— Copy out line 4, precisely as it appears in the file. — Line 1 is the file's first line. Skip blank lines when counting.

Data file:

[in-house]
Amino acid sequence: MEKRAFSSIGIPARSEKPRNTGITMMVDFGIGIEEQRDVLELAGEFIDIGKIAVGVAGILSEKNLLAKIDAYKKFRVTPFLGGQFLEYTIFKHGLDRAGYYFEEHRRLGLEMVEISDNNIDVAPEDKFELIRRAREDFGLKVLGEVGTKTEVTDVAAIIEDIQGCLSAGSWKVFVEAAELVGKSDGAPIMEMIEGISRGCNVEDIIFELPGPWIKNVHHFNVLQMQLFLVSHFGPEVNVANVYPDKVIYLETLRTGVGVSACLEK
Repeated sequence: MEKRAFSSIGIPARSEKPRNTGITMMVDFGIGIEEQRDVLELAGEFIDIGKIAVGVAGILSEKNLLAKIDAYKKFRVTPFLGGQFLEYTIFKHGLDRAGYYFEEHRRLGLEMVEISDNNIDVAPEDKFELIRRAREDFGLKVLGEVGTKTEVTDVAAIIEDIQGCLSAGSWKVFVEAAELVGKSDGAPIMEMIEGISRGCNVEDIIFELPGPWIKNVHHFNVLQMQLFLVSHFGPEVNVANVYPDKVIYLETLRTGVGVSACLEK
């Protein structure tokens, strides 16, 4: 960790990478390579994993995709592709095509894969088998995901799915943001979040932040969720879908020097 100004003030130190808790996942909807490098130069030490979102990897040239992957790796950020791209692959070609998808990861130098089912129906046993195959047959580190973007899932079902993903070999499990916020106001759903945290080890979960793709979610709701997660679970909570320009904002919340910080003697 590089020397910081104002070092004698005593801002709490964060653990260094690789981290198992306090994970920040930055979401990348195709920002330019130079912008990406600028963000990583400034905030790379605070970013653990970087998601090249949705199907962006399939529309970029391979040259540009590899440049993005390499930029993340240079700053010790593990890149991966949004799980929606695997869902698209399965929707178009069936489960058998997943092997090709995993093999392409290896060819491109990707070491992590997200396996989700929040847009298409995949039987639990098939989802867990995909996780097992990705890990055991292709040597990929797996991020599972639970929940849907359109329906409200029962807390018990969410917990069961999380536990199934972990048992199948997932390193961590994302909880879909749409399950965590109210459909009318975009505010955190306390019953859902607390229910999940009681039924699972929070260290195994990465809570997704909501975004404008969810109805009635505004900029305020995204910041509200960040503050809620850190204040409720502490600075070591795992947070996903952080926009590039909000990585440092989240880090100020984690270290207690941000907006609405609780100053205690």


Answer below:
């Protein structure tokens, strides 16, 4: 960790990478390579994993995709592709095509894969088998995901799915943001979040932040969720879908020097 100004003030130190808790996942909807490098130069030490979102990897040239992957790796950020791209692959070609998808990861130098089912129906046993195959047959580190973007899932079902993903070999499990916020106001759903945290080890979960793709979610709701997660679970909570320009904002919340910080003697 590089020397910081104002070092004698005593801002709490964060653990260094690789981290198992306090994970920040930055979401990348195709920002330019130079912008990406600028963000990583400034905030790379605070970013653990970087998601090249949705199907962006399939529309970029391979040259540009590899440049993005390499930029993340240079700053010790593990890149991966949004799980929606695997869902698209399965929707178009069936489960058998997943092997090709995993093999392409290896060819491109990707070491992590997200396996989700929040847009298409995949039987639990098939989802867990995909996780097992990705890990055991292709040597990929797996991020599972639970929940849907359109329906409200029962807390018990969410917990069961999380536990199934972990048992199948997932390193961590994302909880879909749409399950965590109210459909009318975009505010955190306390019953859902607390229910999940009681039924699972929070260290195994990465809570997704909501975004404008969810109805009635505004900029305020995204910041509200960040503050809620850190204040409720502490600075070591795992947070996903952080926009590039909000990585440092989240880090100020984690270290207690941000907006609405609780100053205690």